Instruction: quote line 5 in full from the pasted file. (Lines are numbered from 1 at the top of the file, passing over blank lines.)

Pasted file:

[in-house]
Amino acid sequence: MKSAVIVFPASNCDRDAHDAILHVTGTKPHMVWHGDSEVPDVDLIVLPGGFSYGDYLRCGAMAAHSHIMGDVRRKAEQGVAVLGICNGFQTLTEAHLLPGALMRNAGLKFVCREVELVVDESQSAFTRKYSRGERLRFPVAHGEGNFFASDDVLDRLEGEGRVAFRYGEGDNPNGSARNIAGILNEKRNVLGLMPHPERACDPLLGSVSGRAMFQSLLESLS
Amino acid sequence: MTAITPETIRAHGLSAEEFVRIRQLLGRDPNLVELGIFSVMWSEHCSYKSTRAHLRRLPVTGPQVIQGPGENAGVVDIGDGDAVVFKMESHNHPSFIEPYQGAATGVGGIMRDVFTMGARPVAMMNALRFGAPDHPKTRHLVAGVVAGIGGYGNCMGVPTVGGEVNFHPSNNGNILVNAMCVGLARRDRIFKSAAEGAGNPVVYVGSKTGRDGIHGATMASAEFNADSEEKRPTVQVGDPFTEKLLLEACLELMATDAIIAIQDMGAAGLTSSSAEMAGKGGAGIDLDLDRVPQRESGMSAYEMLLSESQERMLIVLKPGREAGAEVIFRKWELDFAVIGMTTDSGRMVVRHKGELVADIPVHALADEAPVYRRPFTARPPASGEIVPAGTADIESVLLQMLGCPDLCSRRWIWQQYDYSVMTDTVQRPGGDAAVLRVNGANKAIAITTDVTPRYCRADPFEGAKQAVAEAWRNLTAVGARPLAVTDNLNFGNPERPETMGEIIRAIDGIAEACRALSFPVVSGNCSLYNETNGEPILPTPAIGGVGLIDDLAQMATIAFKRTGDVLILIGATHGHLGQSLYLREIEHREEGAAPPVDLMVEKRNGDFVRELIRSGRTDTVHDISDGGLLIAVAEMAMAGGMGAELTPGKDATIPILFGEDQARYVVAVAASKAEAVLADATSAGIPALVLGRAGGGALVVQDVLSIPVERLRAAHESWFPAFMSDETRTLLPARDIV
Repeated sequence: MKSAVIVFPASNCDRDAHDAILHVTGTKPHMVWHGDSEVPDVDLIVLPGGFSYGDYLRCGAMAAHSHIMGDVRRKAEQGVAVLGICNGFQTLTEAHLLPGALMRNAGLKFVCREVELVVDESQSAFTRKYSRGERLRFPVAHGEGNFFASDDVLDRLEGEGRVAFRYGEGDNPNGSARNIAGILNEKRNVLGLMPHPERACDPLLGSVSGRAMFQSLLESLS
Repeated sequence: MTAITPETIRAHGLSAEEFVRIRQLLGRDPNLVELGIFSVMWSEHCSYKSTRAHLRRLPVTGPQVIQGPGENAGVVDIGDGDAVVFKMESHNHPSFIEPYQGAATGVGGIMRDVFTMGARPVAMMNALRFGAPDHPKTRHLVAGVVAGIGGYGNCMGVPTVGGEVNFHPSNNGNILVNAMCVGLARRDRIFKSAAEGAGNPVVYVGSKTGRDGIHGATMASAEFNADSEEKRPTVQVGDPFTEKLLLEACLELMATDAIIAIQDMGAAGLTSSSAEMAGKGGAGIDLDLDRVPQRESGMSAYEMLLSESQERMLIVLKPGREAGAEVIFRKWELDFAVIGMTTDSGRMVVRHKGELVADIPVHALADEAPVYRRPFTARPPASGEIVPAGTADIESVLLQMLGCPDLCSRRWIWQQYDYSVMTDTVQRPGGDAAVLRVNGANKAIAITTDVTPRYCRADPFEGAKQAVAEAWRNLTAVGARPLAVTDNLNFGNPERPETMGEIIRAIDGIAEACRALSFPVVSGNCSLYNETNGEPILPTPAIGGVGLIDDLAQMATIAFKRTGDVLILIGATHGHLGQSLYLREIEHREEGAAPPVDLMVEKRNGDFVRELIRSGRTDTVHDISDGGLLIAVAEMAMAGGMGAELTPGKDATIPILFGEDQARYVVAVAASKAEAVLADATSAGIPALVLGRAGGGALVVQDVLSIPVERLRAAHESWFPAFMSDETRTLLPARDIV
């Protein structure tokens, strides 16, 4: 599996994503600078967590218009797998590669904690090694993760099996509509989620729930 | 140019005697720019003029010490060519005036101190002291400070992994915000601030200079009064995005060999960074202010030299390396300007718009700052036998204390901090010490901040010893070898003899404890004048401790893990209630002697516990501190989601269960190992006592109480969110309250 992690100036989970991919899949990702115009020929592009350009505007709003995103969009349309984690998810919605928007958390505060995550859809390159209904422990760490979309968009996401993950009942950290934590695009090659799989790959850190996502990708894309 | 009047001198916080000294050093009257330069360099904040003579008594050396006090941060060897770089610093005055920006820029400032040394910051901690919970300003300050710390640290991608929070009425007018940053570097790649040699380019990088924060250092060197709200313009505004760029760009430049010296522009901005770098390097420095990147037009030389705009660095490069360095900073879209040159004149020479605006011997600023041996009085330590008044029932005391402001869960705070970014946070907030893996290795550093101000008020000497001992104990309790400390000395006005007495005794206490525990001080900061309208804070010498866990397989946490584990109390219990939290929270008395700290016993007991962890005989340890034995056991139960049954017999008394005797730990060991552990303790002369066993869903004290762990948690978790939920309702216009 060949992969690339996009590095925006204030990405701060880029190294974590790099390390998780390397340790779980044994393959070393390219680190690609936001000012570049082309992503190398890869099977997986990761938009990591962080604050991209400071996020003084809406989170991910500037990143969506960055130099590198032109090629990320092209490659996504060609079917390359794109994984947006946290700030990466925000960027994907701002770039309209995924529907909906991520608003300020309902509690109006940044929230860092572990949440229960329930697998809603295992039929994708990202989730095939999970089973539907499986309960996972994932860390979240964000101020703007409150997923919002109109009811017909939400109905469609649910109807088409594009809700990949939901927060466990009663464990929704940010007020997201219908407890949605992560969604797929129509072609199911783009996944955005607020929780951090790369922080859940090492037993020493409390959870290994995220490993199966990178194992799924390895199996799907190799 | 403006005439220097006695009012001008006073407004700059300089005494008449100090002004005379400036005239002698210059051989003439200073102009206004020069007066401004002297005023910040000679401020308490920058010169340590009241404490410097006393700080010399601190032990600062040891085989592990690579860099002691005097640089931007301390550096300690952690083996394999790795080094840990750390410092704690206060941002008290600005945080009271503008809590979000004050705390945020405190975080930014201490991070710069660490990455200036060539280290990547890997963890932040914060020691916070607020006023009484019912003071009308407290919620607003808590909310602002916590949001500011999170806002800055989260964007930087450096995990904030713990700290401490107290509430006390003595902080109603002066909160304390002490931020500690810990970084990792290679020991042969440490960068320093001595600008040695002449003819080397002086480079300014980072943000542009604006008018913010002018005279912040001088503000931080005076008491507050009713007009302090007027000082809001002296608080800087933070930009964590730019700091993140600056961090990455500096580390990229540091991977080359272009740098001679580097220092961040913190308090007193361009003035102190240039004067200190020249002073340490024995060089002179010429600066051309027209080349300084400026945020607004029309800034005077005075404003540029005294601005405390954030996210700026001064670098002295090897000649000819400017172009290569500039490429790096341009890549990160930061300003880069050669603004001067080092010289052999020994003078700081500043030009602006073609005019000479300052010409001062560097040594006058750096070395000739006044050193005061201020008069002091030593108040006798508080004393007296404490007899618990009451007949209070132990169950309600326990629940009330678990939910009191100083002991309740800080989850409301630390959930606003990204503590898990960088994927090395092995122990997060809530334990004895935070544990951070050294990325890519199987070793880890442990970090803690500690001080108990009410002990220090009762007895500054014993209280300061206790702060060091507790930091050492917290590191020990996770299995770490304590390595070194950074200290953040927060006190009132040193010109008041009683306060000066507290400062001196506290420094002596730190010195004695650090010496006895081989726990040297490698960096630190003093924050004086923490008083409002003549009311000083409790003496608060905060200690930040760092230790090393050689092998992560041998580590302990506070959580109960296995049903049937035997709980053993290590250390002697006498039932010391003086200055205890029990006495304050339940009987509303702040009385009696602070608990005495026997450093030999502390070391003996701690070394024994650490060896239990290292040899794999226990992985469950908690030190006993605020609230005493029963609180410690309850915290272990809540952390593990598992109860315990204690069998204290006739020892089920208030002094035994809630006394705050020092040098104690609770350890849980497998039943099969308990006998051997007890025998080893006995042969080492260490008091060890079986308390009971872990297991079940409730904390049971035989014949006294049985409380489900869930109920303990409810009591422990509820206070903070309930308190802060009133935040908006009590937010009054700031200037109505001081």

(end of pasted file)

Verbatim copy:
Repeated sequence: MTAITPETIRAHGLSAEEFVRIRQLLGRDPNLVELGIFSVMWSEHCSYKSTRAHLRRLPVTGPQVIQGPGENAGVVDIGDGDAVVFKMESHNHPSFIEPYQGAATGVGGIMRDVFTMGARPVAMMNALRFGAPDHPKTRHLVAGVVAGIGGYGNCMGVPTVGGEVNFHPSNNGNILVNAMCVGLARRDRIFKSAAEGAGNPVVYVGSKTGRDGIHGATMASAEFNADSEEKRPTVQVGDPFTEKLLLEACLELMATDAIIAIQDMGAAGLTSSSAEMAGKGGAGIDLDLDRVPQRESGMSAYEMLLSESQERMLIVLKPGREAGAEVIFRKWELDFAVIGMTTDSGRMVVRHKGELVADIPVHALADEAPVYRRPFTARPPASGEIVPAGTADIESVLLQMLGCPDLCSRRWIWQQYDYSVMTDTVQRPGGDAAVLRVNGANKAIAITTDVTPRYCRADPFEGAKQAVAEAWRNLTAVGARPLAVTDNLNFGNPERPETMGEIIRAIDGIAEACRALSFPVVSGNCSLYNETNGEPILPTPAIGGVGLIDDLAQMATIAFKRTGDVLILIGATHGHLGQSLYLREIEHREEGAAPPVDLMVEKRNGDFVRELIRSGRTDTVHDISDGGLLIAVAEMAMAGGMGAELTPGKDATIPILFGEDQARYVVAVAASKAEAVLADATSAGIPALVLGRAGGGALVVQDVLSIPVERLRAAHESWFPAFMSDETRTLLPARDIV